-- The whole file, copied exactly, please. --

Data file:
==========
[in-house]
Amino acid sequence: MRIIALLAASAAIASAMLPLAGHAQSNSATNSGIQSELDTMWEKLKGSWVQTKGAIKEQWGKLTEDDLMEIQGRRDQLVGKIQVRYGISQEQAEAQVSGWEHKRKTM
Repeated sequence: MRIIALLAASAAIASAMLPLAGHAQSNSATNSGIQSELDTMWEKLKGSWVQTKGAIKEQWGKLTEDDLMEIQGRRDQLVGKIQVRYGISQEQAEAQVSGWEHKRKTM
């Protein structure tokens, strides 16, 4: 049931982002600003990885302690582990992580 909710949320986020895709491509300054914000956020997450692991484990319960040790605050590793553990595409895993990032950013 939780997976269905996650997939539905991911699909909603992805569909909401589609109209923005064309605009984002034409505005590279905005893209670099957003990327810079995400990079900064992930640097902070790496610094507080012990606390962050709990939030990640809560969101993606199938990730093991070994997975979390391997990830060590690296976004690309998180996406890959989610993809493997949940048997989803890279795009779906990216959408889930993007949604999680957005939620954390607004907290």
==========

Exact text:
[in-house]
Amino acid sequence: MRIIALLAASAAIASAMLPLAGHAQSNSATNSGIQSELDTMWEKLKGSWVQTKGAIKEQWGKLTEDDLMEIQGRRDQLVGKIQVRYGISQEQAEAQVSGWEHKRKTM
Repeated sequence: MRIIALLAASAAIASAMLPLAGHAQSNSATNSGIQSELDTMWEKLKGSWVQTKGAIKEQWGKLTEDDLMEIQGRRDQLVGKIQVRYGISQEQAEAQVSGWEHKRKTM
């Protein structure tokens, strides 16, 4: 049931982002600003990885302690582990992580 909710949320986020895709491509300054914000956020997450692991484990319960040790605050590793553990595409895993990032950013 939780997976269905996650997939539905991911699909909603992805569909909401589609109209923005064309605009984002034409505005590279905005893209670099957003990327810079995400990079900064992930640097902070790496610094507080012990606390962050709990939030990640809560969101993606199938990730093991070994997975979390391997990830060590690296976004690309998180996406890959989610993809493997949940048997989803890279795009779906990216959408889930993007949604999680957005939620954390607004907290």